by Jim Pitman
, Departments of Statistics
, The University of California, Berkeley.
The most current version of this statement is available online with hyperlinks at http://www.stat.berkeley.edu/~pitman/research.html
My research interests have shifted in recent years from mathematical problems at the interface of stochastic processes and to random combinatorial structures, to more practical problems of academic information management. A bridge between these interests is provided by probabilistic models for random partitions and related stuctures such as random graphs which may serve as the basis of machine-learning algorithms for automated classification and entity recognition in the bibliographic universe. The importance of connecting the combinatorics of large graphs to methods of organizing the world's information is amply demonstrated by the development and industrial application of the page rank algorithm by Google. Much remains to be discovered about how best to structure and manage the deluge of academic information now available to researchers. I expect that ideas from combinatorics, probability and machine learning will continue to find important applications in this endeavor.
Combinatorial Stochastic Processes
I have long been interested in interfaces between the traditional theory of stochastic processes and other areas of mathematics, especially combinatorics. I have studied various random combinatorial objects, such as permutations, partitions, and trees, and how the asymptotic behaviour of such structures over a large number of elements can be described in probabilistic terms, most often involving Brownian motion and related processes. This has led to the study of various measure-valued and partition-valued Markov processes whose behaviour may be understood in terms of combinatorial constructions involving random trees. I have been engaged in developing various ideas related to random partitions, random trees, irreversible processes of coalescence, and their time reversals which provide models for random splitting or fragmentation. I view this line of research largely as pure mathematics, but mathematics of a concrete kind which is often motivated and influenced by applications. Stochastic models with a natural probabilistic structure typically turn up in different disguises in diverse fields. The study of their mathematical structure allows ideas and results developed in one context to be transferred to another. Following is a selection of articles in this vein over the last 4 years.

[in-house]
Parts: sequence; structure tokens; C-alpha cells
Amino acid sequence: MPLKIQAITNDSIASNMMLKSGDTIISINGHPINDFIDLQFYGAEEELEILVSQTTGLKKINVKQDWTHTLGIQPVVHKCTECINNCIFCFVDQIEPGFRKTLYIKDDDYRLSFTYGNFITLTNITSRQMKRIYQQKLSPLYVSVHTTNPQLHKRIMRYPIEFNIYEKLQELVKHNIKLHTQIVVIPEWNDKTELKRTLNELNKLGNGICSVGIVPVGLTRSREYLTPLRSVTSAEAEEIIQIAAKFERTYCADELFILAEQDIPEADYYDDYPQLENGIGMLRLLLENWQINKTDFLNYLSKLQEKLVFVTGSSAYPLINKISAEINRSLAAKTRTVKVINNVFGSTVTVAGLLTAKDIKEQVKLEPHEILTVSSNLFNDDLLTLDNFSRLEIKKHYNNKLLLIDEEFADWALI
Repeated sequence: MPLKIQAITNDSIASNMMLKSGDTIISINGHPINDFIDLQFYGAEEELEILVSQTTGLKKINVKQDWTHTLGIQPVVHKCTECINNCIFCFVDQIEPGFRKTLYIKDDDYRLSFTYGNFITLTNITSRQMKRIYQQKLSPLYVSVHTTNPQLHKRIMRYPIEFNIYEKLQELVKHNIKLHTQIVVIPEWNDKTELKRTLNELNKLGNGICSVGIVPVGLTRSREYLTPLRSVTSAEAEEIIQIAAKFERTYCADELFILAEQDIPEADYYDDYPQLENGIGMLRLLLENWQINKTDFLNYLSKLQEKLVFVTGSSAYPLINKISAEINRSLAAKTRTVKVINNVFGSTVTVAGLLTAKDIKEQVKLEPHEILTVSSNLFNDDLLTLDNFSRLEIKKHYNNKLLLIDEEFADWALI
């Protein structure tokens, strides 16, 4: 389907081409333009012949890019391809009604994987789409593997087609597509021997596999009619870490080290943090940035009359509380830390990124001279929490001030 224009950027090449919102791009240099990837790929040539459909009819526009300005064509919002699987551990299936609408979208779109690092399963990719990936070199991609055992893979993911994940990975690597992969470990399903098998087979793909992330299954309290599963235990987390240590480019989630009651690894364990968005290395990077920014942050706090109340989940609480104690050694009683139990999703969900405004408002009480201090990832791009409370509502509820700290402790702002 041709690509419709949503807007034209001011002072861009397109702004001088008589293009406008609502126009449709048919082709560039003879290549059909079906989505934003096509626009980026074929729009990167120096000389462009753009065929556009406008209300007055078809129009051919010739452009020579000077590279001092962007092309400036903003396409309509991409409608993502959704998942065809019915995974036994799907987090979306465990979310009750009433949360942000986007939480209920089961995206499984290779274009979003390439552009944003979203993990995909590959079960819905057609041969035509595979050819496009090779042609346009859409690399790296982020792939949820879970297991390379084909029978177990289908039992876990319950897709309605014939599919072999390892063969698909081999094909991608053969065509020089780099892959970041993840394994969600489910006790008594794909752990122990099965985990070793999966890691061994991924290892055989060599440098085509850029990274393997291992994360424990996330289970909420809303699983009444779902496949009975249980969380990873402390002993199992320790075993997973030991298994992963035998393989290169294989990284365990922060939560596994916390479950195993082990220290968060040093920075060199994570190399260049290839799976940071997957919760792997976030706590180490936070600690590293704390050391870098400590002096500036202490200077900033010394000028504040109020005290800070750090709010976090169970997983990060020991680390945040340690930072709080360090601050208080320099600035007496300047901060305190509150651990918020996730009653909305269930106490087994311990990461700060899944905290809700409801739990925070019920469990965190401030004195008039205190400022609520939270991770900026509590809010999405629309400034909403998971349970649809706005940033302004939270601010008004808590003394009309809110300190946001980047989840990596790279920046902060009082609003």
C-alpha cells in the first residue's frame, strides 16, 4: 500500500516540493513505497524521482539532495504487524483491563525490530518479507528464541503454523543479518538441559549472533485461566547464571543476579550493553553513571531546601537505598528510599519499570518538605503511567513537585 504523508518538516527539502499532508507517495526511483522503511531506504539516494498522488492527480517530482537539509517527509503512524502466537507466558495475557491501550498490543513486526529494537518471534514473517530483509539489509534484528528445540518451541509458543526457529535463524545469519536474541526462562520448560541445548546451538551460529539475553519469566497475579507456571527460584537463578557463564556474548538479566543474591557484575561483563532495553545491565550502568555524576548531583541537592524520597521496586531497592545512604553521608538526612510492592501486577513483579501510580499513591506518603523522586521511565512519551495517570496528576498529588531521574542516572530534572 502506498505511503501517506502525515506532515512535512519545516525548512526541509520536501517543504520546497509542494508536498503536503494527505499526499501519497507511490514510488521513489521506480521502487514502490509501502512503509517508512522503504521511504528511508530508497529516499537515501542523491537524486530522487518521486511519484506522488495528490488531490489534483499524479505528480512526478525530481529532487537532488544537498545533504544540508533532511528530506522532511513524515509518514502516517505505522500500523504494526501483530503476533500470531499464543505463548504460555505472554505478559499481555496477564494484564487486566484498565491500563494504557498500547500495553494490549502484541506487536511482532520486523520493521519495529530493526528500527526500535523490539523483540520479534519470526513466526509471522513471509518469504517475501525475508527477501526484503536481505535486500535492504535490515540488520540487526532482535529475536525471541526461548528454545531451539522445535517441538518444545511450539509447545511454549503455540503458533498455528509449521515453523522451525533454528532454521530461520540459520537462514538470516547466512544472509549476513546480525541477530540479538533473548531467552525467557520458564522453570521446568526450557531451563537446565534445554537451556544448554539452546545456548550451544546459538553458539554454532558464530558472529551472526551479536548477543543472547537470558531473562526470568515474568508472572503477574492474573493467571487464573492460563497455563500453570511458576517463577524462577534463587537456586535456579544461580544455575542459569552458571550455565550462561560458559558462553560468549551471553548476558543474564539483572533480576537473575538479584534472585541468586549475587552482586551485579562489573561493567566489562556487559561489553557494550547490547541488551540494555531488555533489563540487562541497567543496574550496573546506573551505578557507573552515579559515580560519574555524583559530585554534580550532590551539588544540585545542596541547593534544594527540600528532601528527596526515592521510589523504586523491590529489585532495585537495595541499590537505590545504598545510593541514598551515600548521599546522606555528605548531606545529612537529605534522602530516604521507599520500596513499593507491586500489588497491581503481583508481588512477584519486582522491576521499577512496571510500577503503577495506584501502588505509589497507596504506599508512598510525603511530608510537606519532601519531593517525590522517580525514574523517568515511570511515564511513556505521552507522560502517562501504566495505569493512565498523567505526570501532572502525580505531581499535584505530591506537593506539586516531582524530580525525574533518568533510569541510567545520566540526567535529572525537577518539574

Bénédicte Haas, Grégory Miermont, Jim Pitman and Matthias Winkel
Continuum tree asymptotics of discrete fragmentations and applications to phylogenetic models
Ann. Probab. Vol. 36 No. 5, 1790-1837 (2008). [arXiv] [DOI] [MR?] [GS?]
Given any regularly varying dislocation measure, we identify a natural self-similar fragmentation tree as scaling limit of discrete fragmentation trees with unit edge lengths. As an application we obtain continuum random tree limits of Aldous's beta-splitting models and Ford's alpha models for phylogenetic trees. This confirms in a strong way that the whole trees grow at the same speed as the mean height of a randomly chosen leaf.
Bénédicte Haas, Jim Pitman and Matthias Winkel
Spinal partitions and invariance under re-rooting of continuum random trees
Ann. Probab. Vol. 36 No. 5, 1790-1837 (2008). [arXiv] [DOI] [MR?] [GS?]